VM Snapshots — They can be a problem, but VVols in vSphere 6 can help

Snapshots in VMware have been an invaluable tool for years.  The ability to create an application consistent point-in time snapshot of a virtual machine has significant OPEX (or DevOps — take your pick) benefits. It can be used as an “undo” button for upgrades, it can facilitate clones and some replication solutions, but perhaps most commonly it is used to facilitate backups of virtual machines.

For me snapshots have always been a love-hate thing.  Wonderful feature but in some cases they’ve caused a lot of pain and disruption. In my vSphere 6 What’s New post I talk a bit about vVols — what VVols mean for snapshots just might be one of the least known and discussed features.

Here’s the issue.  A snap is created, the backup runs, and then the snap is closed.  It is this closing of the snap where the VM can become “stunned” for significant lengths of time.  I’ve seen this become an issue for highly transactional servers ranging from web servers, databases and email mail systems as well.

There’s even a VMware KB article that discusses this problem:

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So what’s happening here? Think of this this way.

First the snap is opened.  From this point forward writes are not committed to the base virtual disk (VMDK) but a child VMDK.  The more writes that occur while the snap is open (often how long the backup takes), the greater the size of this child VMDK which will have to be consolidated.

 

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Above you can see a VMDK with three snapshots open.  Writes go to the most recent snapshot, and the live state of the VMDK is actually a real-time calculation across this entire chain.  Once I discovered an Exchange server for which the backups were not properly configured — there was a chain of 58 snaps supporting a production Microsoft Exchange server! Yikes!

There’s actually an additional snapshot file that is created for application quiescing (Microsoft VSS) but there’s no need to go into that here.  Hopefully you already have an appreciation for how closing a snapshot can be problematic for transactional workloads.  These snapshots — and the child VMDKs created for them — need to be written back into the base VMDK.

For many VMs you might be able to backup and run snapshots just fine.  But in my experience, just an IIS server creating a steady output of IIS log files, can experience disruption during a snap close event — especially if you are doing a full backup. I’ve watched the snap close process freeze IIS servers to where web transactions are dropped and lost. And for large transactional databases you can just forget about it.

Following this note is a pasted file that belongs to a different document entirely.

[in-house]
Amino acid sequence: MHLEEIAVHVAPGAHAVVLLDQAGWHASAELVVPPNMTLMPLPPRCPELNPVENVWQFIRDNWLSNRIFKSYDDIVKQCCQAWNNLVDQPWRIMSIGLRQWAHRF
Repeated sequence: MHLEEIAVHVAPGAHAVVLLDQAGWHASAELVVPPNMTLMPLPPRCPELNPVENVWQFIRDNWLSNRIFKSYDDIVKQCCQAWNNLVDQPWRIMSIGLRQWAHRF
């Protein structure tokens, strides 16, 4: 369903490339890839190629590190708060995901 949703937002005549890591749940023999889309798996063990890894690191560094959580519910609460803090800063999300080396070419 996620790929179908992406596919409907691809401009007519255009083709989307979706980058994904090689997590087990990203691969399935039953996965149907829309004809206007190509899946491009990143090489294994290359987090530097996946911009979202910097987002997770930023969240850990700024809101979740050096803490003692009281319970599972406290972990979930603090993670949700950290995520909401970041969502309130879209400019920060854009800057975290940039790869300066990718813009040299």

vSphere 6 and VVols

With the new VVol feature in vSphere 6 several things change.  First of all the base VMDK is ALWAYS the base VMDK.  It is always the write target.  The snapshots are now read only reference files that do NOT exist with a chain.  When the snap is closed, there’s nothing to ingest back into the base VMDK — it already has it!

 

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This image is from Cormac Hogan’s post (link in article) which shows how snapshots are read-only references in vSphere 6 VVols.

This is a huge change from the previous method where writes went into the most recent snap in the chain and would have to be consolidated back into the base VMDK.  Now there’s nothing to consolidate when the snap is closed — the base VMDK is always the live state. VMware’s Cormac Hogan has an excellent post on this which goes into far greater detail on how this process works.

But that’s not all. VVols also enable the ability to offload snapshot functions to the array controller.  The implementation details may  vary among storage vendors, but the whole snapshot process can be offloaded to the storage array itself in some cases, providing instant and non-disruptive snapshots.

This is a huge change from vSphere 5 which should allow for backups and snap close operations on highly transactional servers where this might not have been possible in the past.  Impact free snapshot (and backuptennesse-vols-fans(2)) operations.

Now in full disclosure I’ve not had the opportunity to work with VVols in production yet, but perhaps you can see why I’m rather excited.  Non disruptive snaps and backups for ALL workloads would be a welcome feature.

Do you have any experience with snapshots with vSphere 6 and VVols? Post in the comments below.  Go VVols!

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